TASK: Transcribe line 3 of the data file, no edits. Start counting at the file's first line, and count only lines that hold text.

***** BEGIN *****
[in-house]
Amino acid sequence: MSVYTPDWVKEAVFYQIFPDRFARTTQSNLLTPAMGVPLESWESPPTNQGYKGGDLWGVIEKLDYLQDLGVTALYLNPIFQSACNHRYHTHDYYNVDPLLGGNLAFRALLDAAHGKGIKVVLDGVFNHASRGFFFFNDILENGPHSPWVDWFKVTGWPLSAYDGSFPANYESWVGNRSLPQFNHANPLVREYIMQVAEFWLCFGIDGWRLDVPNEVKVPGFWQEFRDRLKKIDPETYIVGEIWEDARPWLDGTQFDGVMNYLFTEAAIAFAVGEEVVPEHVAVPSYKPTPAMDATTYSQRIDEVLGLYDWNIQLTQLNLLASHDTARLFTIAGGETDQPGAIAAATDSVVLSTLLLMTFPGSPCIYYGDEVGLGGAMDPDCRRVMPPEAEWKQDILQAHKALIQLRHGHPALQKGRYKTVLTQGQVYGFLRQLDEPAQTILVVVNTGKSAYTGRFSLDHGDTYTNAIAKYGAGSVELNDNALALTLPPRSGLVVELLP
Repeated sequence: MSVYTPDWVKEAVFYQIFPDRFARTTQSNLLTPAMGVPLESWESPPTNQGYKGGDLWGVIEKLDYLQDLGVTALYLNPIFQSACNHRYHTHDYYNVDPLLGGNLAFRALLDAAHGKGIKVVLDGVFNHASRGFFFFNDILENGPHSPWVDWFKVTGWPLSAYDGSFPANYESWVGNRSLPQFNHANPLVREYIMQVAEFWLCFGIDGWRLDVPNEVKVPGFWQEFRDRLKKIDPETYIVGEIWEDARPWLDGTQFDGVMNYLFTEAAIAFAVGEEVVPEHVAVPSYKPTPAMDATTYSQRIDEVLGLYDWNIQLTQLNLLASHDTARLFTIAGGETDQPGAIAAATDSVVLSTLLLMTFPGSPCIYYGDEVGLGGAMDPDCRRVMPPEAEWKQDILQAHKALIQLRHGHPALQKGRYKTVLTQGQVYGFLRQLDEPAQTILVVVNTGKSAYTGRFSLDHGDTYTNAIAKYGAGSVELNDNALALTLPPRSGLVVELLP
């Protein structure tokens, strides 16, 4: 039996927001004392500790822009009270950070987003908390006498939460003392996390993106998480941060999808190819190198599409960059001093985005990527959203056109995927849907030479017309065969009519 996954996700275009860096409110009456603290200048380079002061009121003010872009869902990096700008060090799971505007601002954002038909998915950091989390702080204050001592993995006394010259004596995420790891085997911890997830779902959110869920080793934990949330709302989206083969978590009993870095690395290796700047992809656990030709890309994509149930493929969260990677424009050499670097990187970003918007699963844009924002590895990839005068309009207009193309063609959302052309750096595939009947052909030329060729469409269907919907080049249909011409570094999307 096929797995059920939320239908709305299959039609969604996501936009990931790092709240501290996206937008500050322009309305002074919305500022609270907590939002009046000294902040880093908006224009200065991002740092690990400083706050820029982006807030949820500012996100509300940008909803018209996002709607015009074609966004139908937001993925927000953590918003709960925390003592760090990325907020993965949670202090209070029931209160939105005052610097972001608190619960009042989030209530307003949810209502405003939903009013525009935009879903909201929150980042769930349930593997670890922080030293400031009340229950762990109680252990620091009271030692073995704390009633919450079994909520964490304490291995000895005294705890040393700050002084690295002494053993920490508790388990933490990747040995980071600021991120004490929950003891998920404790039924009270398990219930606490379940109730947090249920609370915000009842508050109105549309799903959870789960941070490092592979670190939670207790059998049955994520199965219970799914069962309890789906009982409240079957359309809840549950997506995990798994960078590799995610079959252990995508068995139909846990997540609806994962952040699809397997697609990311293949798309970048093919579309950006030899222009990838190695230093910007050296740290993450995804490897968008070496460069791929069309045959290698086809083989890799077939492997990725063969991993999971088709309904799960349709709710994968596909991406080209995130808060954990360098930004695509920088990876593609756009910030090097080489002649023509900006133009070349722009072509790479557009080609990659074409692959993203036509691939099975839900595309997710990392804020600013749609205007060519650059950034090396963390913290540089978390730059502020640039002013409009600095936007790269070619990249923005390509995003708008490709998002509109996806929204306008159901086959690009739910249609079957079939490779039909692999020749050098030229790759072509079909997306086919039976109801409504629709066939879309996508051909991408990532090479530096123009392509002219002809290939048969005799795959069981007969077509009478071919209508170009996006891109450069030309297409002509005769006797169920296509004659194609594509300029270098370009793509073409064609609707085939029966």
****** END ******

Repeated sequence: MSVYTPDWVKEAVFYQIFPDRFARTTQSNLLTPAMGVPLESWESPPTNQGYKGGDLWGVIEKLDYLQDLGVTALYLNPIFQSACNHRYHTHDYYNVDPLLGGNLAFRALLDAAHGKGIKVVLDGVFNHASRGFFFFNDILENGPHSPWVDWFKVTGWPLSAYDGSFPANYESWVGNRSLPQFNHANPLVREYIMQVAEFWLCFGIDGWRLDVPNEVKVPGFWQEFRDRLKKIDPETYIVGEIWEDARPWLDGTQFDGVMNYLFTEAAIAFAVGEEVVPEHVAVPSYKPTPAMDATTYSQRIDEVLGLYDWNIQLTQLNLLASHDTARLFTIAGGETDQPGAIAAATDSVVLSTLLLMTFPGSPCIYYGDEVGLGGAMDPDCRRVMPPEAEWKQDILQAHKALIQLRHGHPALQKGRYKTVLTQGQVYGFLRQLDEPAQTILVVVNTGKSAYTGRFSLDHGDTYTNAIAKYGAGSVELNDNALALTLPPRSGLVVELLP